So what’s the solution? We know that excessive meetings are unproductive, expensive, and generally just a waste of everyone’s time, but because the idea of banning meetings outright is so new, we just don’t know whether it’s ultimately better in the long run. And rather than removing meetings altogether, perhaps a better idea would be to focus on reforming them.
If the main problems with meetings are that they’re often unnecessary, go on for too long, or interrupt focused work, there are ways to address these issues. One idea is for companies to introduce dedicated meeting days; this gives employees several days when they can focus solely on their work. It can also improve workflow—particularly in hybrid teams—as people will know when they’ll have the chance to ask questions and collaborate, so they can come prepared and harmonize their schedules.
If employees feel that meeting times themselves are sub-optimal, booked in such a way that they make it impossible to do focused work around them, you can use smart tech to schedule meetings that have the least impact on everyone’s time and headspace. Dewo, for example, protects long stretches of time for uninterrupted working, removing the short “bubbles” of time trapped between meetings and considering everyone’s personal schedules to find the best time to meet.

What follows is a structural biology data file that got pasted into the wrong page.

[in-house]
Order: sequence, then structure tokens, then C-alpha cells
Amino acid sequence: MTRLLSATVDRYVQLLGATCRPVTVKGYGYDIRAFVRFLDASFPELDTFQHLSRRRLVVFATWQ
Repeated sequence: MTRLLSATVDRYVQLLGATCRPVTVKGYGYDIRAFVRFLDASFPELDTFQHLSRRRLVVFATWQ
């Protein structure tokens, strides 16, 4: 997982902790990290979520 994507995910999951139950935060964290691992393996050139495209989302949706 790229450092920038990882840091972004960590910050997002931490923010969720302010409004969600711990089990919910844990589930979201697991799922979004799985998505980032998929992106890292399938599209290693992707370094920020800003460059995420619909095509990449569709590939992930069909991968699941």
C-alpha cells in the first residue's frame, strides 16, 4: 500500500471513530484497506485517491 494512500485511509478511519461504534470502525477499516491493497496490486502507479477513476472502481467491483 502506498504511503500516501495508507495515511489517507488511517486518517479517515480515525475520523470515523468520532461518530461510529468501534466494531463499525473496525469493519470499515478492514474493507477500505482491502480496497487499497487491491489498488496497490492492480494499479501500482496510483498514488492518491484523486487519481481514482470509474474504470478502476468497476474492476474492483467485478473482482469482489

It’s also helpful to allow employees to make their own decisions about whether or not they want to attend a meeting. Given that so many meetings are now virtual, this makes it much easier for employees to opt in or out—as well as to leave the meeting early if they realize they won’t contribute anything. Rather than sending out meetings invitations that make people feel obliged to attend, you can also introduce an opt-in approach to ensure only the people who need to attend actually attend.